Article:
Hal Barron, GlaxoSmithKline’s top scientist and architect of the company’s plans to revitalize its drug research, will step down from his role later this year to lead a richly funded biotech startup based in San Francisco.
His departure, announced by GSK Wednesday morning, is a setback for the British drugmaker and for CEO Emma Walmsley, who is under pressure from investors to deliver faster growth and new blockbuster medicines.
Barron, formerly a top executive at the Alphabet-backed Calico and the Swiss drug giant Roche, has been GSK’s chief scientist and head of research and development for the past four years. During that time, he led a company-wide reprioritization of GSK’s drugmaking efforts, channeling resources toward fast-advancing fields like oncology and immunology where the pharma hadn’t previously been a major player.
Barron was also behind a major partnership GSK struck with genetics company 23andMe, as well as the 2018 acquisition of cancer drugmaker Tesaro.
He will transition from his current roles to become a non-executive director at GSK on Aug. 1. Replacing him as chief scientist and R&D head will be Tony Wood, who came to GSK from Pfizer in 2017 and currently serves as senior vice president of medicinal science and technology.
GSK said its board of directors conducted an “extensive” search process and interviewed both internal and external candidates before selecting Wood to succeed Barron.
“Tony has been a key partner to Hal in delivering our R&D approach, and with his experience and expertise across science, data and new technologies, he is perfectly placed to build on Hal’s outstanding progress and to deliver value from our pipeline,” Walmsley said in a statement.
Barron was one of several high-profile executive hires Walmsley made soon after becoming GSK’s CEO in 2017 with a mandate to shake up the drugmaker, which had missed the first wave of cancer immunotherapy breakthroughs and lagged in other key areas.
Yet, while GSK has won approval for notable new medicines like the multiple myeloma treatment Blenrep under their leadership, investor pressure hasn’t abated. In 2020, the last year for which full-year sales are available, GSK reported about 24 billion pounds in drug and vaccine revenue, roughly the same as what it earned a decade earlier.
The company’s top drug then was the asthma medicine Advair, which booked more than 5 billion pounds in yearly sales at its peak. The subsequent loss of patent protection in the U.S. dragged GSK’s revenue down heavily, and attempts to replace those sales through new treatments haven’t all panned out.
Meanwhile, GSK largely missed on an opportunity to showcase its expertise in vaccines during a once-in-a-century pandemic, as it opted against developing its own COVID-19 shot and partnerships with Sanofi and CureVac hit setbacks and delays.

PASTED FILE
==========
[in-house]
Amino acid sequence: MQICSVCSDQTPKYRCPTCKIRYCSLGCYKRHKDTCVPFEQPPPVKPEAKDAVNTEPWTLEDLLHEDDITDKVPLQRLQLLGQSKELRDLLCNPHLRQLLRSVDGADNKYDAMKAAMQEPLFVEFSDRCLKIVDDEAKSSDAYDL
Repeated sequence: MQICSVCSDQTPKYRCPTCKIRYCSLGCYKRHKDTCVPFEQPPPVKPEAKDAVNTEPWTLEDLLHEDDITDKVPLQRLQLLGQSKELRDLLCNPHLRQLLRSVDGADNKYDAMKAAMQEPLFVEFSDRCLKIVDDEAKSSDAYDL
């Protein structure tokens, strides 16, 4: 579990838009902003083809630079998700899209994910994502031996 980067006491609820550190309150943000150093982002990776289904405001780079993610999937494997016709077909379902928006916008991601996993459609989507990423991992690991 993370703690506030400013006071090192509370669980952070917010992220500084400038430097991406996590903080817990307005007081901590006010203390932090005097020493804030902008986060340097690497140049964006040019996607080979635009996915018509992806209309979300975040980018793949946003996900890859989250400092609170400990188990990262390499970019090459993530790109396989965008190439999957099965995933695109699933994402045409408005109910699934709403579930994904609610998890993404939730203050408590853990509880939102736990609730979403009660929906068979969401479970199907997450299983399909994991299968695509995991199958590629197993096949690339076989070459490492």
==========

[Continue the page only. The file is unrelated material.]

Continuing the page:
Calls for change have grown in recent months, primarily from activist investors Elliott Advisers and Bluebell Capital Partners. Elliott, in particular, has pointed to declining R&D spend and share price underperformance compared with GSK’s pharma peers as reasons to add biotech veterans to the board.
While Elliott has not openly sought to oust Walmsley, the firm called for GSK’s board to begin a leadership selection process for GSK and its consumer health joint venture with Pfizer, which the companies plan to separate from this year. (GSK has recently rebuffed several attempts by Unilever to buy the consumer business, including a December 20 offer worth 50 billion pounds.)
An Elliott spokesperson said Wednesday the company has no comment on Barron’s departure.
Several other GSK executives have left in recent months, including Axel Hoos, who led the company’s cancer drug unit, and Emmanuel Hanon, chief of vaccines research.
When Barron steps down from his GSK roles in August, he’ll take the reins at Altos Labs, a biotech startup that officially launched Wednesdaywith a high-powered list of executives and a staggering $3 billion in initial funding.
Joining Barron at the new company are Rick Klausner, Altos’ cofounder who will serve as chief scientific officer; former Grail and Juno Therapeutics CEO Hans Bishop, another cofounder who will become Altos’ president; and Genentech veteran Ann Lee-Karlon, Altos’ chief operating officer.
Altos says it aims to reverse disease through studying cellular rejuvenation and is backed by a board of directors that includes the Nobel laureates Jennifer Doudna, Frances Arnold and David Baltimore.
Note: This story has been updated to include mention of Unilever’s bid to buy GSK’s consumer health joint venture with Pfizer, as well as other executive departures from GSK.